Summary: According to a new study published by Harvard University researchers, drinking at least one cup of coffee per day can lower a woman’s risk for developing endometrial cancer. Using data from 16 studies, in what is called a meta-analysis, the results showed that women who drank 3 to 4 cups of coffee per day had nearly 30% lower risk of endometrial cancer compared with women who drank little or no coffee. Each additional cup conferred about an 8% risk reduction. Coffee contains hundreds of bioactive compounds that may contribute to a lower cancer risk. For endometrial cancer, substances in coffee that lower estrogen levels may play a role.
Researchers at the Harvard School of Public Health and Brigham and Women’s Hospital, Boston, recently reported findings showing that women who drink at least one cup of coffee per day have a significantly reduced risk of endometrial cancer . Endometrial cancer is the most common gynecologic malignancy in the United States, and has been associated with obesity and elevated levels of both estrogen and insulin, which promote the growth of endometrial cells. Studies have shown that coffee can modulate hormone levels and overcome insulin resistance, a precursor of diabetes and an important risk factor for endometrial cancer.
The Harvard researchers conducted a meta-analysis of 16 studies involving coffee consumption and cancer risk from the United States, Europe and Japan. A total of 6,628 cases of endometrial cancer were identified from the studies. The results showed that, overall, women who drank 3 to 4 cups of coffee per day had a 29% reduced risk of endometrial cancer compared with women who drank little or no coffee. Each additional cup of coffee consumed was associated with about an 8% further risk reduction. The association was strongest among Japanese women, possibly because of the lower use of hormone replacement therapy compared with U.S. and European women.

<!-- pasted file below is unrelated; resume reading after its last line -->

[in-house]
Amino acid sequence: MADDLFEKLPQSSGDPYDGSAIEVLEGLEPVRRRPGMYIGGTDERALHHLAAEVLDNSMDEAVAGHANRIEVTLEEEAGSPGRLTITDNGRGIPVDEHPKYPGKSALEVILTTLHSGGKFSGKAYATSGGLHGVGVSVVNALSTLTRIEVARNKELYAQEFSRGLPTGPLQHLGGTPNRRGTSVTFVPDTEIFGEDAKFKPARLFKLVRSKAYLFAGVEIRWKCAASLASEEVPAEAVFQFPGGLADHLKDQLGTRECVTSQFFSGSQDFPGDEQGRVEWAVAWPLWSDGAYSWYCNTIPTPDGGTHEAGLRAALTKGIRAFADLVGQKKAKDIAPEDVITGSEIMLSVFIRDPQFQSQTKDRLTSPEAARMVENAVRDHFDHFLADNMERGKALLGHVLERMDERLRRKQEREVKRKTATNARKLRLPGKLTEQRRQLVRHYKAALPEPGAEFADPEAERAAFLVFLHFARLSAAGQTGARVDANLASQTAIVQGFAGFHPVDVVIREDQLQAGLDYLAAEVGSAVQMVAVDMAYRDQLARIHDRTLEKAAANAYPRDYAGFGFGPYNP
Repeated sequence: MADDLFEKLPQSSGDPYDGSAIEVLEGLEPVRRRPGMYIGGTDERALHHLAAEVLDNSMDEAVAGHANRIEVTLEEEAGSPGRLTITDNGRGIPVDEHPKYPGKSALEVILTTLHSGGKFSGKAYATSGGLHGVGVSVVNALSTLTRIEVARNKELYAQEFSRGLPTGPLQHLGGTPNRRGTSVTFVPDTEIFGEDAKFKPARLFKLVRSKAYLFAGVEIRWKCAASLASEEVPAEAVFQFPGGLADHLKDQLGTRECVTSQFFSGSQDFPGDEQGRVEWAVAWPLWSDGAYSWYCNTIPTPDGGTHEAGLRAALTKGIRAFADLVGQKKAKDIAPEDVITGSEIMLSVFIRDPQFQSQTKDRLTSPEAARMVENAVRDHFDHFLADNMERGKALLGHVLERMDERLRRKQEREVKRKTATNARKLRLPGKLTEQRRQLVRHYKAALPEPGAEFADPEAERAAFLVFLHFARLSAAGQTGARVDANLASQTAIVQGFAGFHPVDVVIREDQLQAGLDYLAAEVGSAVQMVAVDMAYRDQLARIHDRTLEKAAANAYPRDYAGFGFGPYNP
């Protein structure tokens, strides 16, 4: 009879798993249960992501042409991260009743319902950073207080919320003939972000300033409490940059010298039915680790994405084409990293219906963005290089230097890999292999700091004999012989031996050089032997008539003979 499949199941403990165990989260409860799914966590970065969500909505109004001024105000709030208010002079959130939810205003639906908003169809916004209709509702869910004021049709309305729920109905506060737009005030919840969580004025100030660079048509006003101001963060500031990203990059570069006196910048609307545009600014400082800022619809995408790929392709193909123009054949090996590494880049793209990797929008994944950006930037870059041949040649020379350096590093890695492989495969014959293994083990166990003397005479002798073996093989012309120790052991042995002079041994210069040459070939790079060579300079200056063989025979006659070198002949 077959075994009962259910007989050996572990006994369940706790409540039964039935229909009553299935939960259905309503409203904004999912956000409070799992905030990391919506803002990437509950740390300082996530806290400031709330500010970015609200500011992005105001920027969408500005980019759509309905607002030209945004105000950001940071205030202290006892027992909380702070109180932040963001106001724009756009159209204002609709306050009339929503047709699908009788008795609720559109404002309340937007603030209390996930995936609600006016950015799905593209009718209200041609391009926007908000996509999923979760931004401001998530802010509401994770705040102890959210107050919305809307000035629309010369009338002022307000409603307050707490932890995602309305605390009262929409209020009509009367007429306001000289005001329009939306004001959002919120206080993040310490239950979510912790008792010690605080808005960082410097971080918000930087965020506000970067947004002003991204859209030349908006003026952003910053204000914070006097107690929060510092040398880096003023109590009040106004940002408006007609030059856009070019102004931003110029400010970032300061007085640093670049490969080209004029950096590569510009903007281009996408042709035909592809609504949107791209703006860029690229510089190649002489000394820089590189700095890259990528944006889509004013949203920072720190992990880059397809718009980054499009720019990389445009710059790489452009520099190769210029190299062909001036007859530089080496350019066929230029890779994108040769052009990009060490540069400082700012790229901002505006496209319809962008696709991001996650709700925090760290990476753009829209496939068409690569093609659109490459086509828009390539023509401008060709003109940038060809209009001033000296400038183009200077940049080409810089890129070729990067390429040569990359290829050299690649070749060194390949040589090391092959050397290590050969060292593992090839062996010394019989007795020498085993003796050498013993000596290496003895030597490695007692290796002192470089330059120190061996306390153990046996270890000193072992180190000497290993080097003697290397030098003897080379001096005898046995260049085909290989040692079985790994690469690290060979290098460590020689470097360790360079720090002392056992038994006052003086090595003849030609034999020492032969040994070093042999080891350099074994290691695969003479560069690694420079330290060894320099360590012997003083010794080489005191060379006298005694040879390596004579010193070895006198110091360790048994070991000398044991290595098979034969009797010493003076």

Coffee contains hundreds of bioactive substances, many of which may play a role in the lower prevalence of several major cancer types observed among regular coffee drinkers. Certain phenolic compounds found in coffee, such as chlorogenic acid, have strong antioxidant properties that can repair damage to DNA in cells, improve insulin sensitivity, and inhibit glucose absorption in the intestine . Other phenols, including kahweol, a substance concentrated in unfiltered coffees like French press and Turkish/Greek coffee, have antiangiogenic (suppresses the growth of tumor blood vessels) and anti-inflammatory activities . Caffeine has been reported to modulate estrogen levels, which is a key factor in endometrial cancer.
As with any non-randomized, non-controlled study, there is the possibility that the results of this meta-analysis could be subject to recall bias, lack of standardization of coffee preparation or variety, and the influence of confounding factors, such as smoking and body mass index. Nonetheless, these results provide compelling evidence that regular or high coffee consumption may lower a woman’s risk for endometrial cancer.
By Roderick Smith, M.S.
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